A debate has raged for months about open source licensing trends. It all started with assertions that the GNU General Public License (GPL) is rapidly falling from favor as an open source license, replaced largely by the Apache License. Free software advocates couldn't disagree more.
What's really going on? To understand the answer, you need to know a little background.
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A capsule history of open source licensing
The GPL is by far the most widely used copyright license. It's intended to deliver the "four freedoms," where end-users are free to use, study, modify, and distribute GPL-licensed software for any purpose. It's associated with the "free software" movement, started by Richard M. Stallman in the early '80s and now embodied in the Free Software Foundation (FSF).
The first version of the GPL was written by Stallman in 1989, and it's since been updated twice, most recently to add protections against software patents. It's notable for the controversial way it is crafted to achieve Stallman's goal of creating an ever-growing pool of GPL-licensed free software by requiring that any other programs combined with GPL titles also have its copyright licensed under the GPL. This "copyleft" approach is the essence of the GPL's controversial nature; some people consider it wrong to make access to the software conditional on allowing others the same access.
Significantly, the GPL is used to license the Linux kernel and is credited with creating a uniform licensing environment in which software from many sources -- including Stallman's own GNU Project -- could be combined to create a working operating system. As the resulting "GNU/Linux" operating system rose to prominence, a great deal of software became available under the GPL. It became the default choice for software developers creating new packages, less for its associated ideology and more for its compatibility with GNU/Linux.
Another thread of software freedom stretching back just as far uses a different approach that eschews any "copyleft" requirement. Most of Stallman's peers decided to license the copyrights to their software in a very relaxed fashion, giving anyone who received the source code the right to use it as if they owned it, with very few restrictions.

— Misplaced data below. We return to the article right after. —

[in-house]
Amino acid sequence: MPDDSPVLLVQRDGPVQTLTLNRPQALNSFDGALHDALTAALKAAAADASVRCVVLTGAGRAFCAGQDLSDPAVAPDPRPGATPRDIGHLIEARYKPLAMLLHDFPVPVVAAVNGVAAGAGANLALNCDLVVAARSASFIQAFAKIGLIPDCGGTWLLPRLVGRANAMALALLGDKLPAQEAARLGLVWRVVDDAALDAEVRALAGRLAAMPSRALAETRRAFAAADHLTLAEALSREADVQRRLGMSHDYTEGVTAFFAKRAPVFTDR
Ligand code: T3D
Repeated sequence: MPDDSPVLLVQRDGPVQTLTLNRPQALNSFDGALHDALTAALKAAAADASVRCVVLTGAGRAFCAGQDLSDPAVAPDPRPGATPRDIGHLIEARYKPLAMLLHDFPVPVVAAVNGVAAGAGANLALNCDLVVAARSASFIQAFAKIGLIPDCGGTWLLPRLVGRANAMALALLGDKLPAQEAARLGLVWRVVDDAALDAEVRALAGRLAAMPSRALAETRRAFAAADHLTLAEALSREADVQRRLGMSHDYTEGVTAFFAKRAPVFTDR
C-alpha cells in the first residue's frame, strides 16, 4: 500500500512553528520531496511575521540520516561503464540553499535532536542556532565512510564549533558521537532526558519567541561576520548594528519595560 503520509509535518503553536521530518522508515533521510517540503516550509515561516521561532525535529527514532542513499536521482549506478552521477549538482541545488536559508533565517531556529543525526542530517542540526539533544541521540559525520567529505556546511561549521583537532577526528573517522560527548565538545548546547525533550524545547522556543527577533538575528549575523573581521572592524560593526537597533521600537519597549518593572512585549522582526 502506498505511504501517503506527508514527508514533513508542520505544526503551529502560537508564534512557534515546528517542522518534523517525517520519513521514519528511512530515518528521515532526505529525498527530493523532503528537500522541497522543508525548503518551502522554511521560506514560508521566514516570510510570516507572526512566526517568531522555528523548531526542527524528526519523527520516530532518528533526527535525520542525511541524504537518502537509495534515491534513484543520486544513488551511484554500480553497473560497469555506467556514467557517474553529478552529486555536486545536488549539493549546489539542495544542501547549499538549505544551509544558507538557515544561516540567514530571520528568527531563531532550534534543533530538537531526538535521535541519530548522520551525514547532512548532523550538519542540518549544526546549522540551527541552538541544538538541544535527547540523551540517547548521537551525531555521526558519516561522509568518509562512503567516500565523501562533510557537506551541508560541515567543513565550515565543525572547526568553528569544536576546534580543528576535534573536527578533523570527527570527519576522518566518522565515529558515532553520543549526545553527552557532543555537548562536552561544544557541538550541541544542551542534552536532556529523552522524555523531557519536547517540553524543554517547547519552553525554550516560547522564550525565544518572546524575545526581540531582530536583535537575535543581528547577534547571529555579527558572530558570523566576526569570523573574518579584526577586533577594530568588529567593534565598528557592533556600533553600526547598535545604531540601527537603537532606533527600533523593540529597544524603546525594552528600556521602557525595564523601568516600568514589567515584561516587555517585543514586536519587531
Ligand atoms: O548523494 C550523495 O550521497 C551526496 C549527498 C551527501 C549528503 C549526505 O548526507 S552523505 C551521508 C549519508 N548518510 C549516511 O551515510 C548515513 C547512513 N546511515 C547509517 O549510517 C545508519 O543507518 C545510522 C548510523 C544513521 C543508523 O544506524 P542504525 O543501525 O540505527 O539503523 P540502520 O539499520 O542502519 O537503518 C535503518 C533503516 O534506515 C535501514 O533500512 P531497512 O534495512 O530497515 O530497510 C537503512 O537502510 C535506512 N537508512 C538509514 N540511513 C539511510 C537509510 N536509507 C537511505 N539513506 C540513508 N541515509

Originally associated with variants of Unix, these "permissive" licenses took their names from the universities at Berkeley and Massachusetts: the BSD and MIT licenses. These licenses allow you to do almost anything with the associated software, including making it closed, proprietary software to which the four freedoms no longer apply. This is also a source of controversy, as some people consider it wrong to take open source software and prevent others in the future from using, studying, modifying, and distributing it.
Over time another permissive copyright license has become very widely used. Associated with the large and successful Apache Software Foundation, the Apache license is similar to the earlier BSD and MIT licenses but has added protections for the communities using it, notably related to software patents. Both the Apache license and the GPL have spread independently of their associated communities, and they've been joined by a range of other copyright licenses crafted by different communities for different purposes. The Open Source Initiative (OSI) was established in 1998 to validate whether such licenses truly delivered software freedom, using the "open source definition" as its rubric.
The case for the GPL's decline
The idea that the GPL is in decline appeared last summer when 451 Group analyst Matthew Aslett built on comments defending Oracle's open source adjustments by Eclipse Foundation representative Ian Skerrett. His blog posting used data gathered by Black Duck, a firm providing due diligence services to companies concerned about open source licensing fears. He wrote: "According to Black Duck's figures the proportion of open source projects using the GPL family of licenses has fallen to 61% today from 70% in June 2008, while the GPLv2 has fallen to 45% from 58% three years ago."
The cause of the decline was not the relicensing of existing projects; that rarely happens, and as Aslett noted, the actual number of GPL-licensed projects had increased. But a larger proportion of new projects were choosing permissive licenses. Aslett returned to the topic in another blog in December. His focus remained on the interactions comprising commercial exploitation of open source software, and he predicted the trend continuing.
The case for stasis
As analyst Stephen O'Grady pointed out at the time, the GPL is still a more widely used open source license than the MIT, Artistic, BSD, Apache, MPL, and EPL options all put together. Aslett's assertions raised the ire of the free software supporters, who mounted a defense at the FOSDEM conference in Brussels in February.